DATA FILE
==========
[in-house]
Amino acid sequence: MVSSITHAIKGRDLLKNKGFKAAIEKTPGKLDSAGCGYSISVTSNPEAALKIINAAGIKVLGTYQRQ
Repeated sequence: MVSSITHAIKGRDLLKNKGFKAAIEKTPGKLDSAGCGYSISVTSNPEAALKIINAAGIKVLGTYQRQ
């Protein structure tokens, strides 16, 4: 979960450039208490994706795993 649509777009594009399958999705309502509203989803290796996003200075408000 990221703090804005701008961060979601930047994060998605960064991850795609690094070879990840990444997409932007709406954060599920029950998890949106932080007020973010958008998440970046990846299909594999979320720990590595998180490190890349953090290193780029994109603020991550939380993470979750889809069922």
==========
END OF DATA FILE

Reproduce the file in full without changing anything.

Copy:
[in-house]
Amino acid sequence: MVSSITHAIKGRDLLKNKGFKAAIEKTPGKLDSAGCGYSISVTSNPEAALKIINAAGIKVLGTYQRQ
Repeated sequence: MVSSITHAIKGRDLLKNKGFKAAIEKTPGKLDSAGCGYSISVTSNPEAALKIINAAGIKVLGTYQRQ
């Protein structure tokens, strides 16, 4: 979960450039208490994706795993 649509777009594009399958999705309502509203989803290796996003200075408000 990221703090804005701008961060979601930047994060998605960064991850795609690094070879990840990444997409932007709406954060599920029950998890949106932080007020973010958008998440970046990846299909594999979320720990590595998180490190890349953090290193780029994109603020991550939380993470979750889809069922």